A Rutherford County jury awarded damages totaling nearly $3 million in wrongful death and personal injury lawsuits filed in connection with a July 2011 crash that killed one man and seriously injured another on I-24, according to court records.
The late-June decision before Circuit Court Judge Royce Taylor is believed to be the largest financial award ever made in a Rutherford County car-crash case.
Jurors awarded $1.96 million to Scott Summerville, 57, of Nashville, who suffered permanent injuries and underwent multiple surgeries after the crash, and more than $1 million to the executors of John O. Jackson, who was in his early 80s when he was killed in the wreck.
“(Summerville) suffered horrible injuries to his legs and will have the consequences of those injuries for the rest of his life,” said his attorney, Daniel Clayton of Nashville. “The jury was very thoughtful and reached a very solid verdict, I think.”
Summerville was driving Jackson’s 2000 Mercedes Benz eastbound on I-24 near the Sam Ridley Parkway exit in Smyrna when the Toyota Camry driven by Mildred Payne of Owensboro, Ky., ran out of control, slammed into a sign, crossed the grassy median and collided into them. Jackson, a passenger in the Mercedes, died 12 days later.
Both of Summerville’s legs were broken and had the bones sticking out of them, according to Clayton.
The jury placed all of the blame in wreck on Payne, according to the verdict, and zero blame on another driver, Frank Hogan, and the state of Tennessee, which was brought into the lawsuit by three parties for failure to maintain a safe highway.
Payne’s attorney argued that the state was at fault in the design and maintenance of I-24 because it didn’t erect cables, metal barriers or any earthen berm where the wreck took place. The attorneys for Summerville and Jackson took the same stance.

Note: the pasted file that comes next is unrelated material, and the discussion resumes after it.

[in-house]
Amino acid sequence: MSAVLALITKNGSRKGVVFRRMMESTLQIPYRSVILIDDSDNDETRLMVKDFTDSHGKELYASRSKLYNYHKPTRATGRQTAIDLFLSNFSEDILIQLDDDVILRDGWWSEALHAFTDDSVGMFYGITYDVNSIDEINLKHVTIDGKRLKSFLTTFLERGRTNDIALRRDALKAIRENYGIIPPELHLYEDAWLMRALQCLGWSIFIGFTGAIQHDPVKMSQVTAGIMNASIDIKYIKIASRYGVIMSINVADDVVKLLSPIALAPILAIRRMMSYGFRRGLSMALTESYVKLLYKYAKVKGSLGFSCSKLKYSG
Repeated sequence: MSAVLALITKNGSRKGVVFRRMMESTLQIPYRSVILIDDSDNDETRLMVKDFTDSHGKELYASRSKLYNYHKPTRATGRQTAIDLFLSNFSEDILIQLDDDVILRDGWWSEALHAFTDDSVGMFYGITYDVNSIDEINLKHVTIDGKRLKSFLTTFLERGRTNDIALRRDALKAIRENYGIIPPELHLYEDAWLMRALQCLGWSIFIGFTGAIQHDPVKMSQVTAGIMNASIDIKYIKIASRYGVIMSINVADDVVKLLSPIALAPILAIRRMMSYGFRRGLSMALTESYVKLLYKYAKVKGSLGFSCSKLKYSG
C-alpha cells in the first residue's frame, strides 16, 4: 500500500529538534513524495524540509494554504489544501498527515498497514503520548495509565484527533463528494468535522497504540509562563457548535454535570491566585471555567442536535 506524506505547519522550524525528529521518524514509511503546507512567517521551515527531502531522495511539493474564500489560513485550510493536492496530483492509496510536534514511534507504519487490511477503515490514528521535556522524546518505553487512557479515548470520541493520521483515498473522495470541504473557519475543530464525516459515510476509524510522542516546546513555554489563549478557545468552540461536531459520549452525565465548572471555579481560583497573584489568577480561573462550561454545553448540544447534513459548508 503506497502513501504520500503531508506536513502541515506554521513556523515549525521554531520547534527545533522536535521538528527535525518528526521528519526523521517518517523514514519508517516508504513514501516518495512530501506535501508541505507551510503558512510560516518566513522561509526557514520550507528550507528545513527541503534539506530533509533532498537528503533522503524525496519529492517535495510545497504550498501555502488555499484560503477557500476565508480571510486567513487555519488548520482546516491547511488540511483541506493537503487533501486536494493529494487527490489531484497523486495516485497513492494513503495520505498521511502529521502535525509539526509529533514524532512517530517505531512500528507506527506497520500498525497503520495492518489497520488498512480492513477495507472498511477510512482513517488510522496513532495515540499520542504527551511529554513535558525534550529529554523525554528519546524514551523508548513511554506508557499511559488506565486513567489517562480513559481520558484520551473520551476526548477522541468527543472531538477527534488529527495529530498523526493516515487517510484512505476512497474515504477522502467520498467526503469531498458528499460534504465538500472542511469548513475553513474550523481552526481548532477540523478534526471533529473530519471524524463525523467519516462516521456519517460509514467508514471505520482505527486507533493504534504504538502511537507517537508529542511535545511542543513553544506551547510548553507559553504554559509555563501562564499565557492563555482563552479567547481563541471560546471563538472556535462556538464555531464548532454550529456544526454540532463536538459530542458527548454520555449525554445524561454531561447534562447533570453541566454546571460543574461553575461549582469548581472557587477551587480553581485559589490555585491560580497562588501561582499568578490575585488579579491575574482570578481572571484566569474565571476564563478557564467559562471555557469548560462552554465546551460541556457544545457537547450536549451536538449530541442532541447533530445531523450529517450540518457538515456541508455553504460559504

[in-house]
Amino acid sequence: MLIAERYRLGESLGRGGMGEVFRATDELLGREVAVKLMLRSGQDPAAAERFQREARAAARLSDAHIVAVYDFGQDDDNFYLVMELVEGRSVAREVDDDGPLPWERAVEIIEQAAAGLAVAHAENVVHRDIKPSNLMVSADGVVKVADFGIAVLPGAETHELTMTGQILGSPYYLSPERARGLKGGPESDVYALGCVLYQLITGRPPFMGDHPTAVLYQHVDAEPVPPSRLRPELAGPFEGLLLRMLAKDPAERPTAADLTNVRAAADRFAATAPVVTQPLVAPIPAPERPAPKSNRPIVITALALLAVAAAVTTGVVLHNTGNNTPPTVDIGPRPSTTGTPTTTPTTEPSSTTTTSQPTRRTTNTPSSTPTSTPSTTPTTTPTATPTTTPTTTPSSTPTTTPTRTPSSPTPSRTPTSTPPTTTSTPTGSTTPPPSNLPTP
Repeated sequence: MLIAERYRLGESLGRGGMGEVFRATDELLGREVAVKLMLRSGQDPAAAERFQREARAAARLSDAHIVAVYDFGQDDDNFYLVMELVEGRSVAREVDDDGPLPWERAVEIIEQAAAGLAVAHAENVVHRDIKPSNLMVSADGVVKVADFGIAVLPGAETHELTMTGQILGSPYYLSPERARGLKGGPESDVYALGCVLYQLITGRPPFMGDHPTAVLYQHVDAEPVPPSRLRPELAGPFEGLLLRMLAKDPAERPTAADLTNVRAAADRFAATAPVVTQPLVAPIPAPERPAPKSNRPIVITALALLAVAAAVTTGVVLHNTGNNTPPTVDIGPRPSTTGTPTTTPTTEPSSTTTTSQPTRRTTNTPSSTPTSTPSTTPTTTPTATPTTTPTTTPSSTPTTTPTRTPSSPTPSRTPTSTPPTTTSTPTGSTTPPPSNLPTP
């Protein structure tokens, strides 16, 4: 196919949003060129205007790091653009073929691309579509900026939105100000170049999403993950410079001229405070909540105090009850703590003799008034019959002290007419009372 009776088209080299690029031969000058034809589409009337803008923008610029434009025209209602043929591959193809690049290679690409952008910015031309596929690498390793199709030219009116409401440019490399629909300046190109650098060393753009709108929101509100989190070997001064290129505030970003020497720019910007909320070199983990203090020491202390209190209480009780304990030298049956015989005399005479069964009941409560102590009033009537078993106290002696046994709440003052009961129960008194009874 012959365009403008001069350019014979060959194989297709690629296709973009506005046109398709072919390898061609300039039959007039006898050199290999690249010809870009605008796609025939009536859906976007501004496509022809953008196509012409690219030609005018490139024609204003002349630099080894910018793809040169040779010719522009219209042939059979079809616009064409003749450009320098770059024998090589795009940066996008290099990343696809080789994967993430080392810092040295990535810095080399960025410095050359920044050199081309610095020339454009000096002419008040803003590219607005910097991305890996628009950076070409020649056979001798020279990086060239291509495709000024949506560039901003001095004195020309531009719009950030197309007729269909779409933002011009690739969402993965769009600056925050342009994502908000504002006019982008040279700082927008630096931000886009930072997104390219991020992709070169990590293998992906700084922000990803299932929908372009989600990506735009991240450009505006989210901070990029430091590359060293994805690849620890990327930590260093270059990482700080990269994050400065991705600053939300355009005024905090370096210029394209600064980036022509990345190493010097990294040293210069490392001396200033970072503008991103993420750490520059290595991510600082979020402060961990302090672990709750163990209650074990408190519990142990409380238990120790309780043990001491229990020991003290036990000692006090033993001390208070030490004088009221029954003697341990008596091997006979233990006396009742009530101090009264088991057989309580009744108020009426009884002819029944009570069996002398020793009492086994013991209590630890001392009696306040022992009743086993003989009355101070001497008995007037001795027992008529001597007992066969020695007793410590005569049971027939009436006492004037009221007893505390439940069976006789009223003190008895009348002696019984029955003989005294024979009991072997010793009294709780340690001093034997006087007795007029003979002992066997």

The state denied it was responsible for the crash and the injuries and asserted that Payne’s failure to maintain control of the vehicle and proper lookout caused it.
After hearing evidence, Judge Taylor dismissed the claims against the state, finding that it exercised reasonable care in planning, designing, constructing and maintaining the highway. The area where the wreck took place is a flat stretch with four lanes on both sides, and even thought it didn’t have cables or a guardrail, it complied with the state’s Roadside Design Guide for proper construction, according to testimony.
Payne’s attorney also contended that as she was traveling east on I-24, Hogan’s 1992 GMC van nearly veered in front of her as he tried to change lanes, causing her to lose control. Witnesses testified, however, that he started to move over but never got out of his lane and that she overreacted.
Summerville and the Jacksons contended that Payne and Hogan were both negligent because of poor driving and traveling at high speeds. But the jury found that Payne was the only one at fault.
Payne’s attorney could not be reached for comment Thursday afternoon.